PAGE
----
Transition from Five to Three Steps in Between 110HH...Help!

I put this in the hurdles thread, but I’m also starting a new one to see if I can get more responses.

Alright, this is my first year hurdling and League Finals are coming up next week. At the beginning of the year my coach told me that I needed to become more flexible in order to 3 step in between each hurdle (110 HH). Well now I’ve reached the point where I believe I am flexible enough and have a long enough stride to do the three step. So my question is, how should I go about adjusting to this? Should I lower the second hurdle until I’m comfortable and then raise it up as I get better?

For those who would like to know here are my stats and personal records…

100m 12.65 (HT)
110m HH 19.8 (HT)
300m IH 48.49 (FAT or CAT or whatever its called)

Age - 15
Height - 5’11"
Weight - 151lbs
BF% - 10%

Squat - 220lbs 1RM
Bench - 170lbs 1RM
Power Clean - 155lbs 1RM

So as you can see from the difference in my 100m and 110HH times, my stride and timing are killing me. Any help would be appreciated. Thanks.

Lots of things need to be in place to 3 stride properly. You can lower the hurdles and move them in closer to begin with until you can do this fast. Then, slowly raise them and move them further apart. It is like lifting weights…you have to start where you have to start and you increase the weight as you go along. Can’t be rushed.

Is it true that you need to be flexible in order to 3 step?

To a degree yes. It could just be an athlete specific thing that his coach noticed was lacking. Obviously there is more to it than flexibility.

At age 15 you bench press 170lbs, which is impressive, but there’s a clear disproportion with your lower body. If you want to imporve at hurdles, don’t focus on weight lifting, but on correct sprinting technique first, on quad strength by stairs and boundings second. Weight lifting in order to avoid injuries (for teens i tend to prefer general prep) and really start additional weights when or sprint-hurdle times don’t improve and when your lifting technique is alright.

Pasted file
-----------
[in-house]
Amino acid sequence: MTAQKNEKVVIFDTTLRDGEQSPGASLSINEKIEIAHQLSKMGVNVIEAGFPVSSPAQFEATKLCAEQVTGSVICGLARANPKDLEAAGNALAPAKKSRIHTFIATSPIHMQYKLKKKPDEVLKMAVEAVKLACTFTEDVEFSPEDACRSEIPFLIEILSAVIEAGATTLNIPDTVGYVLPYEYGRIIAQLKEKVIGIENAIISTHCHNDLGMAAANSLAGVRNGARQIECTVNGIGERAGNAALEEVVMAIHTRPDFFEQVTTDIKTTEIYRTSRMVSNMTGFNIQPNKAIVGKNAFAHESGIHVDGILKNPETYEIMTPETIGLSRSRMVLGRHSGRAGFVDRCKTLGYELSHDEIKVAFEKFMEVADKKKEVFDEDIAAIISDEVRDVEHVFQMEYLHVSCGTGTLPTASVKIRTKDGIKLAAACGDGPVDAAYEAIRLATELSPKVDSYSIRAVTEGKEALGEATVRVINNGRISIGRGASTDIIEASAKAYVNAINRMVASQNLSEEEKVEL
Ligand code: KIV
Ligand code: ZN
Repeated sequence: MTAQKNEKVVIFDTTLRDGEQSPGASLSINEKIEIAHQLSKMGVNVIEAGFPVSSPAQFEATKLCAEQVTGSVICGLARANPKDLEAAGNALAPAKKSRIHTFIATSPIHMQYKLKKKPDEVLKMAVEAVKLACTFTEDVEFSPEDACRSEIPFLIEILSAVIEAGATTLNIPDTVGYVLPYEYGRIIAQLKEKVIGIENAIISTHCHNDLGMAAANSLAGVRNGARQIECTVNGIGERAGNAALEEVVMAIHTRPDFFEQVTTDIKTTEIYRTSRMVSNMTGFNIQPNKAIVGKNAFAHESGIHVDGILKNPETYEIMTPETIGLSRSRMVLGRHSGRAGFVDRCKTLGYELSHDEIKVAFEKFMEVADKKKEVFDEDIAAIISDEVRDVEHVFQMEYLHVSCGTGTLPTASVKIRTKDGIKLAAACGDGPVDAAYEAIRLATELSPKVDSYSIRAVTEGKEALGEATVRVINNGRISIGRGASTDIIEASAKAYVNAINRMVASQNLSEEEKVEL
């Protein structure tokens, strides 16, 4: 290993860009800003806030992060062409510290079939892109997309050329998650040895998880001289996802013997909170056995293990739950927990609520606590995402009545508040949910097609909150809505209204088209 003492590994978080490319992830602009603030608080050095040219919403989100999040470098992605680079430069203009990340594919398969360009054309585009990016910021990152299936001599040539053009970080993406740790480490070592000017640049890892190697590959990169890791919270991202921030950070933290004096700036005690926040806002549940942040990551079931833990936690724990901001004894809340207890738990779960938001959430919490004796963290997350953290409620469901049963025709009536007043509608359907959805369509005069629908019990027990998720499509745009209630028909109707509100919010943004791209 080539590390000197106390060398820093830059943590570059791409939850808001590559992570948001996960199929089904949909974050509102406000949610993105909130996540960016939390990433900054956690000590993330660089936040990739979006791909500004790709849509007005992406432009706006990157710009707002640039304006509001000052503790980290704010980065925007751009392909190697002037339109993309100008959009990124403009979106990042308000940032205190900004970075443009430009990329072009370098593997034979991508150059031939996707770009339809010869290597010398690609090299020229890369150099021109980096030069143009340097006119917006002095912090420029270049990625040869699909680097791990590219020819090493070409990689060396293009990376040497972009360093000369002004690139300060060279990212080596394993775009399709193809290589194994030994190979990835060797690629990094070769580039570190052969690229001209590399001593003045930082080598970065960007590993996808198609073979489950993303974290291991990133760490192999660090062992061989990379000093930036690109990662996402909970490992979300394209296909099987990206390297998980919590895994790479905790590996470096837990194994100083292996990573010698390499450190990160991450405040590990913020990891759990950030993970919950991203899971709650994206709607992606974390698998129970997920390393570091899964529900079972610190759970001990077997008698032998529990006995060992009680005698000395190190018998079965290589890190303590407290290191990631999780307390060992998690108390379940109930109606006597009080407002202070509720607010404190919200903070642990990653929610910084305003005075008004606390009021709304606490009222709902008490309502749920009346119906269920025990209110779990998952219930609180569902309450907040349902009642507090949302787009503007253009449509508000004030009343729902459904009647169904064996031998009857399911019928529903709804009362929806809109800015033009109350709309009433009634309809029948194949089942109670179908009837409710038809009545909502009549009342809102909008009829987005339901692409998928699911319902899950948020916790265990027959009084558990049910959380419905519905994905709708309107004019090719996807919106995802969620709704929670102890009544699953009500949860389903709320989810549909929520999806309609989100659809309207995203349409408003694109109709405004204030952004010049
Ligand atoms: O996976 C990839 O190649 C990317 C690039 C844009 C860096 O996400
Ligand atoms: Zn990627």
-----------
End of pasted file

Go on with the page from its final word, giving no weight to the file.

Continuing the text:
Flexibility is important, especially joint mobility. Anyway i know decent young hurdlers unable to touch their feet without bending their knees. Also, use different hurdle heigths and intervals until you’re 18-19.
I’m sure you can already do 4 steps (3 strides) between hurdles just correcting your sprint technique (forward lean) and keeping your breath during hurdle clearance. Good luck!

Well the reason that my upper body is much stronger than my lower body is because I had a back injury for a month or so and I could only do excercises where my back was supported. That scratched off most of the good lower body (squats, deads, power cleans, reverse hypers, glute/ham raise) and so I focused on my upper body. However, I do have a good hamstring to quad strength ratio as my leg curl is 160lbs and my leg extension is 200lbs.

In terms of keeping my breath during hurdle clearance, what do you mean by that? Also, you are right about my forward lean, I’m too straight up when I go over the hurdles and so I dont have as much momentum going through to the next one. As far as launching from a far enough distance, I’ve got that covered.